Now when they had passed through Amphipolis and Apollonia, they came to Thessalonica, where was a synagogue of the Jews: and Paul, as 2 his manner was, went in unto them, and three sabbath days reasoned with them out of the scriptures, opening and alledging, that Christ must 3 needs have suffered, and risen again from the dead; and that this Jesus, whom I preach [or, whom, said he, I preach] unto you, is Christ. And 4 some of them believed, and consorted with Paul and Silas; and of the devout Greeks a great multitude, and of the chief women not a few. But 5 the Jews which believed not, moved with envy, took unto them certain lewd fellows of the baser sort, and gathered a company, and set all the city on an uproar, and assaulted the house of Jason, and sought to bring them out to the people. And when they found them not, they drew 6 Jason and certain brethren unto the rulers of the city, crying, "These that have turned the world upside down are come hither also; whom 7 Jason hath received: and these all do contrary to the decrees of Cæsar, saying that there is another king, one Jesus." And they troubled the 8
9 people and the rulers of the city, when they heard these things. And when they had taken security of Jason, and of the other, they let them ფი.
And the brethren immediately sent away Paul and Silas by night unto Berea who coming thither went into the synagogue of the Jews. 11 These were more noble than those in Thessalonica, in that they received the word with all readiness of mind, and searched the scriptures daily, 12 whether those things were so. Therefore many of them believed; also 13 of honourable women which were Greeks, and of men, not a few. But when the Jews of Thessalonica had knowledge that the word of God was preached of Paul at Berea, they came thither also, and stirred up the 14 people. And then immediately the brethren sent away Paul to go as it 15 were to the sea: but Silas and Timotheus abode there still. And they that conducted Paul brought him unto Athens: and receiving a commandment unto Silas and Timotheus for to come to him with all speed, they departed.
PHIL. IV. 15, 16.
Now, ve Philippians, know also, that in the beginning of the gospel, when I departed from Macedonia, no church communicated with me as 16 concerning giving and receiving, but ye only. For even in Thessalonica ye sent once and again unto my necessity.
1 THESS. II. 9.
For ye remember, brethren, our labour and travail: for labouring night and day, because we would not be chargeable unto any of you, we preached unto you the gospel of God.
2 THESS. III. 7, 8.
For yourselves know how ye ought to follow us: for we behaved not 8 ourselves disorderly among you; neither did we eat any man's bread for nought; but wrought with labour and travail night and day, that we might not be chargeable to any of you.
From Philippi, Paul, with Silas and Timothy, proceeded to Amphipolis; but it is supposed that Luke remained for the present at Philippi. Amphipolis was the capital city of one part of Macedonia; but we hear of nothing which occurred there, or at the next city called Apollonia; though that was also a very populous place, and the missionaries seem to have travelled some distance out of their direct way, in order to pass through it. From Apollonia they went to Thessalonica, a very important seaport town, where a great deal of commerce was carried on; and where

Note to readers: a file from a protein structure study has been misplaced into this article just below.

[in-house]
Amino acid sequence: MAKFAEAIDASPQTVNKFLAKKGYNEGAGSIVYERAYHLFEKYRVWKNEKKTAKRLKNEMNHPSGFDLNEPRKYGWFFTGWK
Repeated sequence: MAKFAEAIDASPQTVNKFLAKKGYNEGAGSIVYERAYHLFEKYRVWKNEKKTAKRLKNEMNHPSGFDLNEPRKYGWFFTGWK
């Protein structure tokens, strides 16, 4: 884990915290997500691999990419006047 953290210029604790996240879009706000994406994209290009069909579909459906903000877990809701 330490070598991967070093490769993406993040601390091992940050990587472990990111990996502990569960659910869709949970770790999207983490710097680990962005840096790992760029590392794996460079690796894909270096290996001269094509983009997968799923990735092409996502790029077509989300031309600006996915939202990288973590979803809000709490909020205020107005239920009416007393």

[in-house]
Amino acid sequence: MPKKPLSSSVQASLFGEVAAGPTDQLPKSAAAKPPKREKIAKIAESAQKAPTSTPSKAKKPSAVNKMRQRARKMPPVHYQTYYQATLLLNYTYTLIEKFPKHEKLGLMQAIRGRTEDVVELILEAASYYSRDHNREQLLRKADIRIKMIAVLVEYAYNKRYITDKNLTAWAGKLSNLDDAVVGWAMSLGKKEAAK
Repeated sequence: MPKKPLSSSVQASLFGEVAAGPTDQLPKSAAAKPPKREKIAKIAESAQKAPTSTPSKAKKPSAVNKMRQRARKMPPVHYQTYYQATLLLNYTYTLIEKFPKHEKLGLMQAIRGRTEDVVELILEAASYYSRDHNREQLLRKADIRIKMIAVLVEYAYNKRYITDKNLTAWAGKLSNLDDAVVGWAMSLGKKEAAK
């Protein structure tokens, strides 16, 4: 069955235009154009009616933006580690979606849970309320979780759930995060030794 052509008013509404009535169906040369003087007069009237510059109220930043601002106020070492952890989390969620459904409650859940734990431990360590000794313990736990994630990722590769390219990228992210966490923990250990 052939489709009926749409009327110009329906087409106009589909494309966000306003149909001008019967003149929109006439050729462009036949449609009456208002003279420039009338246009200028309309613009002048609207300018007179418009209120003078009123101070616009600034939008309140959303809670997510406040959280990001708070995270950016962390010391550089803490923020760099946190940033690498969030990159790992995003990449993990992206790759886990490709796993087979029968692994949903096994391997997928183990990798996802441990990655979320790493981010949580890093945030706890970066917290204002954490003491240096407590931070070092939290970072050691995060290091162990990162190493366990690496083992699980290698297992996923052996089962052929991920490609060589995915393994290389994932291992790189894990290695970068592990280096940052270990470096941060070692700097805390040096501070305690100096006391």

Upon arriving at Berea, Paul, undaunted by the treatment he had received from the Jews at Thessalonica, went as usual to attend the synagogue. The Jews of Berea were in a different state of mind from their brethren at Thessalonica. God had prepared their hearts, and disposed them readily to receive the word of truth. When Paul referred them to the books of the law and the prophets, for proof that Jesus is indeed the Messiah, they paid attention and sought to find out the truth by examining the scriptures, and this with an interest which made them turn to their Bibles day by day. The consequence was that many received the truth and were converted, as well Jews, as Grecian men and women of the same class, as those who had principally joined the church at Thessalonica.
It was not long before the Jews who had opposed the gospel at Thessalonica, were informed that Paul was preaching the same gospel at Berea; and they went thither, and began to raise the same sort of violent attack upon the missionaries there, as they had done in their own city. The christians however at Berea followed the example of those at Thessalonica, and constrained Paul to leave the place in such a manner as should prevent the danger of a pursuit after him. Leaving Silas and Timothy in Berea, some of the christians went with Paul in the direction eastward, as if they intended to travel to the sea-coast, but they presently altered their course and journeyed southward to Athens. Here they left Paul, who charged them with instructions to send Silas and Timothy to him with as much dispatch as possible.
1. The manner in which the church of Christ was first planted in Thessalonica is one of the most interesting features of the first missionary history. Though Paul could not have been there more than a month, yet he refers to his ministry during that time, in the two letters he afterwards wrote to the christians there, in such a manner as proves, that he must have employed himself most diligently, in explaining to them every part of christian doctrine. The interest of the two epistles to the Thessalonians is greatly heightened by considering them in this point of view; and when it is remembered that the